The idea of being attacked by a shark, as unlikely as it is, is scary. But why, if the odds are so low? Because our perception of risk is not just about the numbers. It's about emotions too. There is no better example of how risk perception is more a matter of emotion than of quantitative reasoning than this classic illustration of how our fears sometimes don't match the facts.
For decades the common wisdom of parenting manuals was that teenagers feel invulnerable, immortal, and simply perceive less peril in dicey situations and believe they have much more control than they actually do. In short, they underestimate life's very real risks and dangers. But scientists who study adolescent decision making now dispute this common parenting wisdom.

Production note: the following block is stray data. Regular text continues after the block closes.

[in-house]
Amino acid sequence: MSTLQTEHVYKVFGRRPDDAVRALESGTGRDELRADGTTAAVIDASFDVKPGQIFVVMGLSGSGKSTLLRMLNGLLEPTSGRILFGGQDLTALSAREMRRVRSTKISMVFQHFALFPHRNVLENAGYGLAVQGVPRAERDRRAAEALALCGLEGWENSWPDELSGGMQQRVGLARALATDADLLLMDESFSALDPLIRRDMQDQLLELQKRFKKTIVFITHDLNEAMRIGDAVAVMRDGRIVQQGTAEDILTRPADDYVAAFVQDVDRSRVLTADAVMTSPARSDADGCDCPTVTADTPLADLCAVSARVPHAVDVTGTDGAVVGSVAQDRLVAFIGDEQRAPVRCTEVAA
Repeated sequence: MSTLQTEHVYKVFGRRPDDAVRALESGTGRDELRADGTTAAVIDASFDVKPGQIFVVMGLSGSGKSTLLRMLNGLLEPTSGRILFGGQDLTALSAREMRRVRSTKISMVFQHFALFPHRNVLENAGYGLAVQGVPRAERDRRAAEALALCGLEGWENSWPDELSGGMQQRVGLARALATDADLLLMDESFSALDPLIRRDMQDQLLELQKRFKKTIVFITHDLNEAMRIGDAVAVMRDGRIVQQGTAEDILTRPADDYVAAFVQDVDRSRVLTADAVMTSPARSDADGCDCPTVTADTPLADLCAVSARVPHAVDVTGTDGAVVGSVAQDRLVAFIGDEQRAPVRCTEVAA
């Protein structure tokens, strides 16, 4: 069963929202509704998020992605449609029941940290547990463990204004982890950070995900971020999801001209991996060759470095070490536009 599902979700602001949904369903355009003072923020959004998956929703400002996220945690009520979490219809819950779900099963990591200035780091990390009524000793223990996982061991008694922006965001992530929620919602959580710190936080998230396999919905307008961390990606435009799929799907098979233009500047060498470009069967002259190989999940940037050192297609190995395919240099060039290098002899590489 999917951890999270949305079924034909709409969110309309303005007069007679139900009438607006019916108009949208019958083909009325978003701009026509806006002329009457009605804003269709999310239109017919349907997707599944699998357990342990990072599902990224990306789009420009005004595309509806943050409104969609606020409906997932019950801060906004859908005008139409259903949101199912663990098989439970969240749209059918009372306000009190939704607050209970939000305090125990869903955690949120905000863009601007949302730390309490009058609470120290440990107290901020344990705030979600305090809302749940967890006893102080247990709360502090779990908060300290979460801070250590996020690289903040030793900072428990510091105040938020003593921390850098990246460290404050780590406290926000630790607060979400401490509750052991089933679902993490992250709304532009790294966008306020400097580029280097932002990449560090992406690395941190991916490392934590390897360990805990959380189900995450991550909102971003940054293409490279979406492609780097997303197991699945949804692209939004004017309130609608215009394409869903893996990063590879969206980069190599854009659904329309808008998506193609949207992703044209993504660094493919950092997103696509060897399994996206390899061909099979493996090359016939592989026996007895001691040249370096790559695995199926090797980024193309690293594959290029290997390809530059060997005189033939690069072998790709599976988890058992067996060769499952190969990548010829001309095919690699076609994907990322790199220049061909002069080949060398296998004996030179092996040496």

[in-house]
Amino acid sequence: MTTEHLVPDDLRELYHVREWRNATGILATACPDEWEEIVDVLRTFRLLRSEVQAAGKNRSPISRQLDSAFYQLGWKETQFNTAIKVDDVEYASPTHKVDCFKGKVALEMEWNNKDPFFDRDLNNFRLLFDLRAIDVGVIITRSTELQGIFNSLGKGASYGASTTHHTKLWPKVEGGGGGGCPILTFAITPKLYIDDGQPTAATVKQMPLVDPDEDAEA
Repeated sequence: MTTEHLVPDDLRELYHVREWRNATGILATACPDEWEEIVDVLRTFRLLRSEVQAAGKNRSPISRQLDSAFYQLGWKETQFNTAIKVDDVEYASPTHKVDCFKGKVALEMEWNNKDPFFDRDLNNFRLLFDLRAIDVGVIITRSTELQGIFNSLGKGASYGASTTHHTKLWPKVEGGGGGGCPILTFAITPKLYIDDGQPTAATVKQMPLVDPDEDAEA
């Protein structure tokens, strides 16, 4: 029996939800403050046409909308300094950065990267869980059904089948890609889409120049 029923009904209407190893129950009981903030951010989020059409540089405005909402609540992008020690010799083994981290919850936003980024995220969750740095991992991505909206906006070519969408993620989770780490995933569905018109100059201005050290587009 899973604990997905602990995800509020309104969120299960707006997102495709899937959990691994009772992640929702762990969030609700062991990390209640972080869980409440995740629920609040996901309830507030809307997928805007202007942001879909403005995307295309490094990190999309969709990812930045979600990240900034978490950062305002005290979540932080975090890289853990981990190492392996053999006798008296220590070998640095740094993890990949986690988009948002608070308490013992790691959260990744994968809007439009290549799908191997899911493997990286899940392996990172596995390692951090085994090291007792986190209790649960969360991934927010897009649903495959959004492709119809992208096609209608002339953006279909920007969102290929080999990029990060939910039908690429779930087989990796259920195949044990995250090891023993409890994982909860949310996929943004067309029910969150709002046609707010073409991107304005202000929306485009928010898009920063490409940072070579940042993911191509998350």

Hopefully one of the outcomes of this recent Disneyland measles outbreak will be more research to confirm the underlying psychological drivers of Vax-O-Noia. Unless we understand the root cause of this persistent threat to public health and apply that understanding to the task of addressing people's fears, episodes like the current outbreak will continue to occur